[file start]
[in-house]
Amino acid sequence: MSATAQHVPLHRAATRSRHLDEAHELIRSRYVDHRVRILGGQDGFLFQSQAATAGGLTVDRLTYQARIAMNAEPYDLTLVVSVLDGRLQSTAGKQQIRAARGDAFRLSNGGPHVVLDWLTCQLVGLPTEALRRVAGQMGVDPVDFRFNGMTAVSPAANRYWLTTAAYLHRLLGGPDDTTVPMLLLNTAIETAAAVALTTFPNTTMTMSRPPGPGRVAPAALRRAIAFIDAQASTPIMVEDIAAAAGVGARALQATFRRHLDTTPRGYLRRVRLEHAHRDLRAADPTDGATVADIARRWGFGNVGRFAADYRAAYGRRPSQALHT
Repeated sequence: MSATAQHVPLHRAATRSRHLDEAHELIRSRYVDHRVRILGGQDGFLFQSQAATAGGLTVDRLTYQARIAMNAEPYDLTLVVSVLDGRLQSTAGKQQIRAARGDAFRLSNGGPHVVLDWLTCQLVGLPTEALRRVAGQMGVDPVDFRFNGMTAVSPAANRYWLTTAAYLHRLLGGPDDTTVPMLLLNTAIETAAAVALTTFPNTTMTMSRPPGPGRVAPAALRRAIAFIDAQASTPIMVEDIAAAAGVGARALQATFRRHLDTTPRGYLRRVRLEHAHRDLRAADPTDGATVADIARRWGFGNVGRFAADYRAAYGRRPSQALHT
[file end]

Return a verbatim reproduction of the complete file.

[in-house]
Amino acid sequence: MSATAQHVPLHRAATRSRHLDEAHELIRSRYVDHRVRILGGQDGFLFQSQAATAGGLTVDRLTYQARIAMNAEPYDLTLVVSVLDGRLQSTAGKQQIRAARGDAFRLSNGGPHVVLDWLTCQLVGLPTEALRRVAGQMGVDPVDFRFNGMTAVSPAANRYWLTTAAYLHRLLGGPDDTTVPMLLLNTAIETAAAVALTTFPNTTMTMSRPPGPGRVAPAALRRAIAFIDAQASTPIMVEDIAAAAGVGARALQATFRRHLDTTPRGYLRRVRLEHAHRDLRAADPTDGATVADIARRWGFGNVGRFAADYRAAYGRRPSQALHT
Repeated sequence: MSATAQHVPLHRAATRSRHLDEAHELIRSRYVDHRVRILGGQDGFLFQSQAATAGGLTVDRLTYQARIAMNAEPYDLTLVVSVLDGRLQSTAGKQQIRAARGDAFRLSNGGPHVVLDWLTCQLVGLPTEALRRVAGQMGVDPVDFRFNGMTAVSPAANRYWLTTAAYLHRLLGGPDDTTVPMLLLNTAIETAAAVALTTFPNTTMTMSRPPGPGRVAPAALRRAIAFIDAQASTPIMVEDIAAAAGVGARALQATFRRHLDTTPRGYLRRVRLEHAHRDLRAADPTDGATVADIARRWGFGNVGRFAADYRAAYGRRPSQALHT